The Richest 1% Will Own More Wealth Than the Rest of the World by 2016
The rich keep getting richer.
More than half the world's wealth will be owned by just 1% of the population by 2016 as wealth inequality soars, international anti-poverty charity Oxfam announced Monday in a report.
Released ahead of this week's annual meeting of global political and economic elites in Davos, Switzerland, the report says the top tier had seen their share of wealth increase from 44% in 2009 to 48% percent in 2014, on track to exceed 50% percent in 2016.
The concentration of wealth in the hands of a few international economic elites is holding back the fight against poverty, according to Oxfam.
"Do we really want to live in a world where the 1% own more than the rest of us combined?" said Oxfam executive director Winnie Byanyima, co-chair of the World Economic Forum meeting in Davos. "Business as usual for the elite isn't a cost-free option. Failure to tackle inequality will set the fight against poverty back decades. The poor are hurt twice by rising inequality — they get a smaller share of the economic pie and because extreme inequality hurts growth, there is less pie to be shared around."
She's right . While every person on the planet felt the economic effects of the financial crisis of 2008, the Oxfram report shows that it's primarily the world's wealthy who have benefitted from economic recovery since then — and those gains don't necessarily improve the well-being of the global economy.
According to the report, the richest 80 people in the world had a net wealth of $1.3 trillion in 2010; by 2014, their wealth increased by $600 billion to $1.9 trillion, a 50% increase in nominal terms. But while the total wealth of the poorest half of the world increased by more or less at the same rate as that of billionaires between 2002 and 2010, their wealth has been collectively on the decline since 2010.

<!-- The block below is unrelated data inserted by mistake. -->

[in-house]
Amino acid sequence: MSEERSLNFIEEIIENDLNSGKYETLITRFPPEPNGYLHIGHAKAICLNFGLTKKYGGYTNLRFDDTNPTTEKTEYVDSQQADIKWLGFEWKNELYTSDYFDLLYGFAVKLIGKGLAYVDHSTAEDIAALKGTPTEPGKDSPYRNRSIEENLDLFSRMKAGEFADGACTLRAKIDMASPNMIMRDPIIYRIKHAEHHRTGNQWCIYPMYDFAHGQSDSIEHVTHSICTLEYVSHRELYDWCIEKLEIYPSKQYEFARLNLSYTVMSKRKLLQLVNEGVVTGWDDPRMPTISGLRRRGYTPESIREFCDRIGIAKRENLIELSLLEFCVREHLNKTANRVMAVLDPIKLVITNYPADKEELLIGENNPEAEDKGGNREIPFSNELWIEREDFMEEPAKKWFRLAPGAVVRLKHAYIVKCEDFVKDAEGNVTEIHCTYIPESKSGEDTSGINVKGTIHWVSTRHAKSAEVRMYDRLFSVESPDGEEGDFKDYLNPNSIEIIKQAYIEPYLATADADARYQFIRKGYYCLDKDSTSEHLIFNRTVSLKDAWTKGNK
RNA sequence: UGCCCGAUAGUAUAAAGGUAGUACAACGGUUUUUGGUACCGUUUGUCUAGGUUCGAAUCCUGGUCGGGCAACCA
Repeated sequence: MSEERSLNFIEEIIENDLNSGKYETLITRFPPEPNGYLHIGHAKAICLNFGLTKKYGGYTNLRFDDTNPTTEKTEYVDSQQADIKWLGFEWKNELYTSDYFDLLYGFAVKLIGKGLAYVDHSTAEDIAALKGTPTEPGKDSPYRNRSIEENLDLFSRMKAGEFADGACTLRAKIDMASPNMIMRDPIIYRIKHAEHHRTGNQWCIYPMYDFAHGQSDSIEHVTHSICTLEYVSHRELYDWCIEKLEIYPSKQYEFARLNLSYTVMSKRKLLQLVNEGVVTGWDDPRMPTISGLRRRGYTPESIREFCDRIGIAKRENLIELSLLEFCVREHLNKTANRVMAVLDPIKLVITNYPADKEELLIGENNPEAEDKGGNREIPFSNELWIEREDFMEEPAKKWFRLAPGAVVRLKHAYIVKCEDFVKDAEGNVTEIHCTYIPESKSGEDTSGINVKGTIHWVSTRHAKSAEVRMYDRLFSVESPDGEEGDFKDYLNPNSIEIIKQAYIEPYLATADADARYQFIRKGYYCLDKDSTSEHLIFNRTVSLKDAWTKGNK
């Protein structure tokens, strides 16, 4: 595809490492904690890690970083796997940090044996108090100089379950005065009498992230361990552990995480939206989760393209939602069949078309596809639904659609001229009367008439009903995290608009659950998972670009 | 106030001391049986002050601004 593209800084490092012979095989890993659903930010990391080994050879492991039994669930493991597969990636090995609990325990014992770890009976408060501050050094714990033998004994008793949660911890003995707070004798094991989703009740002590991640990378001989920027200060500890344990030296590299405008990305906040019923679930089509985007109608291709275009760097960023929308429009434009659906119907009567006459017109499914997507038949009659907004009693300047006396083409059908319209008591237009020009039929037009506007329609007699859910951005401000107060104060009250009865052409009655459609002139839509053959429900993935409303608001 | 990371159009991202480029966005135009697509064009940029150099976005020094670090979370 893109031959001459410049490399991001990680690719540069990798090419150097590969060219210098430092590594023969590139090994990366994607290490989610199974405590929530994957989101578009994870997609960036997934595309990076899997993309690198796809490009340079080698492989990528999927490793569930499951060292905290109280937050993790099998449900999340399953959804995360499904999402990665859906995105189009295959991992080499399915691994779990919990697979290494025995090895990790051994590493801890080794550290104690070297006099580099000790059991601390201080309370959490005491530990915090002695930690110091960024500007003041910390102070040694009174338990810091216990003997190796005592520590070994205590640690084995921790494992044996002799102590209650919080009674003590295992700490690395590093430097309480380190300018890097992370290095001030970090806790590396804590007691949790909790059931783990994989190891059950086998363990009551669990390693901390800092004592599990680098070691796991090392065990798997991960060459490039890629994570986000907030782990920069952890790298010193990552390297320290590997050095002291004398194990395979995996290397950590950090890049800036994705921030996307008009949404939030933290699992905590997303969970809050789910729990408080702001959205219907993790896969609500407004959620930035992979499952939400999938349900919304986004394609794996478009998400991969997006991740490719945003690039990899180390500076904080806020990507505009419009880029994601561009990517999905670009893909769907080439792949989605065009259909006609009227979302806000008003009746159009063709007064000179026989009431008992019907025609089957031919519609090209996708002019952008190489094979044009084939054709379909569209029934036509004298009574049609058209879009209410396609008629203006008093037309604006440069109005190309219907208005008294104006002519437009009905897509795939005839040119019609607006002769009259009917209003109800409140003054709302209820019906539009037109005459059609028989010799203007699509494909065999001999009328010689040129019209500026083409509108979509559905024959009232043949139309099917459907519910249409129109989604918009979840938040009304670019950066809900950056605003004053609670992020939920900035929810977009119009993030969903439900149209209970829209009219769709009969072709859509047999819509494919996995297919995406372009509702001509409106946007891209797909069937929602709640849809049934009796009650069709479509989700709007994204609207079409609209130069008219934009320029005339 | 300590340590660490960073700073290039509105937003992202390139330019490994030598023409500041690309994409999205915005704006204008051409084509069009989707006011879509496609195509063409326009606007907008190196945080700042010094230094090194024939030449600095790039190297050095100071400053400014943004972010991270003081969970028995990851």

This disparity has repercussions beyond wealth: They also reflect the growing influence of financial and business elites on public policy that could be used to stamp out social ills like poverty. According to Oxfam, this is partially thanks to the inordinate political influence deployed by business and financial elites to preserve their interests. The richer political elites become, the easier it becomes to maintain that economic power.
"While corporations from the finance and insurance sectors spend their resources on lobbying to pursue their own interests, and as a result go on to increase their profits and the associated wealth of those individuals involved in the sector, ordinary people continue to pay the price of the global financial crisis," the report says.
"The cost to the U.S. taxpayer of the bailout of the financial sector was calculated to be $21 billion. While the financial sector has recovered well as a result of this bailout, median income levels in the USA are yet to return to their pre-crisis levels. The ongoing cost to the taxpayer for 'systematically important financial institutions' — in other words those that are too big to fail — has been estimated by the IMF to be $83 billion every year."
Meanwhile, one in nine people around the world don't have enough to eat and more than a billion people live on less than $1.25 a day, the Washington Post reports.
"The most prolific lobbying activities in the U.S. are on budget and tax issues," the report says. "Public resources that should be directed to benefit the whole population, rather than reflect the interests of powerful lobbyists."